Bitcoin was the first cryptocurrency, being introduced to the world by the anonymous developer or group of developers that go by the name Satoshi Nakamoto.
BTC has had a long history of ups and downs, some of which were quite good for the community as it allowed folk to further accumulate additional Bitcoin. Others, however, almost destroyed the original crypto.
Today I aim at looking at some of the toughest bugs Bitcoin developers had to deal with, why did they happen, what went wrong and how they were mitigated.
I will do my best to keep things simple and not technical.
Ready to hear some of the most disturbing stories surrounding Bitcoin?
How bugs happen
Software is created through scripts. In Bitcoin, the original version was programmed in a low-assembly language called ‘c++’.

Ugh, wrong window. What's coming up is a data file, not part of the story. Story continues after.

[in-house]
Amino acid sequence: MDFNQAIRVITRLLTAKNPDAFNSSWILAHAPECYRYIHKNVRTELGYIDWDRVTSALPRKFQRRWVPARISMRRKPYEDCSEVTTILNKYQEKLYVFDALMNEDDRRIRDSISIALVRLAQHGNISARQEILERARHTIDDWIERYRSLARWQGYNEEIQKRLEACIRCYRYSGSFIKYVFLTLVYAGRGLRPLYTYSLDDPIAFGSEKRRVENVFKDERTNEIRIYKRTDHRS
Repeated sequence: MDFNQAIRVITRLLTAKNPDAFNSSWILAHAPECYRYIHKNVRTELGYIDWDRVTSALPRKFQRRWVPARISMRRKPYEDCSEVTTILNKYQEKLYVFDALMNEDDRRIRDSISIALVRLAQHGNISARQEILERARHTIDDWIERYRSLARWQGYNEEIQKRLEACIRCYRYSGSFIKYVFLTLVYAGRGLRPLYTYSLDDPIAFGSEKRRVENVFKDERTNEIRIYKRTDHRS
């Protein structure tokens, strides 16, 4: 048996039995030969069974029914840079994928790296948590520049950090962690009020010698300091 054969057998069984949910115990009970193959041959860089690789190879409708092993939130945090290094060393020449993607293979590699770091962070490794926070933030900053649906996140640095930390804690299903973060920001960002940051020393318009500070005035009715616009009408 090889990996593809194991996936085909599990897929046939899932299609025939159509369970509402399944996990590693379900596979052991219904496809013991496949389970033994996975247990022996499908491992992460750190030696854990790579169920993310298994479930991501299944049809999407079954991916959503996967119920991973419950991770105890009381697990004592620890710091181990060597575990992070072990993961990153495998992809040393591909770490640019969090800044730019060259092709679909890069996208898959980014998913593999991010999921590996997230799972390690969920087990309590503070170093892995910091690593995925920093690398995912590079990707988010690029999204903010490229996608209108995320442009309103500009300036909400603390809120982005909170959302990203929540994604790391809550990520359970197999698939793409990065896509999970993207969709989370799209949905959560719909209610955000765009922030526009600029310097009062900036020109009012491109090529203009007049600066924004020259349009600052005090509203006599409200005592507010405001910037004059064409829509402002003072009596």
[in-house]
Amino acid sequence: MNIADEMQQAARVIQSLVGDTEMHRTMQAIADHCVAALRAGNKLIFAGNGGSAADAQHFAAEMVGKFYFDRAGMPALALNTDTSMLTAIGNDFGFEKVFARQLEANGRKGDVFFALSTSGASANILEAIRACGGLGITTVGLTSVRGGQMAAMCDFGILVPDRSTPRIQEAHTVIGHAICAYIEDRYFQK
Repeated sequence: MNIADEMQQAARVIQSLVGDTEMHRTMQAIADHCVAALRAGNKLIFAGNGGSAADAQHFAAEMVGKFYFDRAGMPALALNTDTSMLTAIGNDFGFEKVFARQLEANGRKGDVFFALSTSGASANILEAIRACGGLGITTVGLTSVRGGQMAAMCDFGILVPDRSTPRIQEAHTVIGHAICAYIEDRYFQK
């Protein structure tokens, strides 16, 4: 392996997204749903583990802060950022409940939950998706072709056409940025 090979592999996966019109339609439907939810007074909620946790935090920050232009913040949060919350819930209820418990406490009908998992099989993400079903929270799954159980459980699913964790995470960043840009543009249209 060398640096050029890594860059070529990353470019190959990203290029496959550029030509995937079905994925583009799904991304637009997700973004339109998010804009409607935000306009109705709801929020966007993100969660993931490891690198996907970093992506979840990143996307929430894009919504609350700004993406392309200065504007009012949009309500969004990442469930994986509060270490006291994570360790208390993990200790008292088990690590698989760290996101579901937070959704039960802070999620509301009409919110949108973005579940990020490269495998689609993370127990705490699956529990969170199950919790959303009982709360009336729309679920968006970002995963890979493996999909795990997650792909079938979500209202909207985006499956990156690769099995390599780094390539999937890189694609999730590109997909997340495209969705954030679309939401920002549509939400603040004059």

Even though developers, especially in the open-source world, make tons of runs at the code, some bugs tend to happen. This may be due to changes that make some functions incompatible with the new code, due to errors in the new code or even due to functions that do stuff they shouldn’t.
Whatever the reason may be, you must realise that Bitcoin, being open-source software, is also prone to some bugs and errors. Even though most issues are easily fixed (BTC is lucky enough to have top-notch devs looking at it), sometimes bugs that arise may cause unforeseeable problems.
Below I will look into the top three bugs and errors that almost led to Bitcoin’s demise.
Bug 1: OP_LSHIFT crash
One of the original instructions that you could run in the scripting language was OP_LSHIFT which would shift a number a certain set of places to the left. It was discovered that when using OP_LSHIFT on some machines, processing the transaction would cause the machine to crash.
The way that this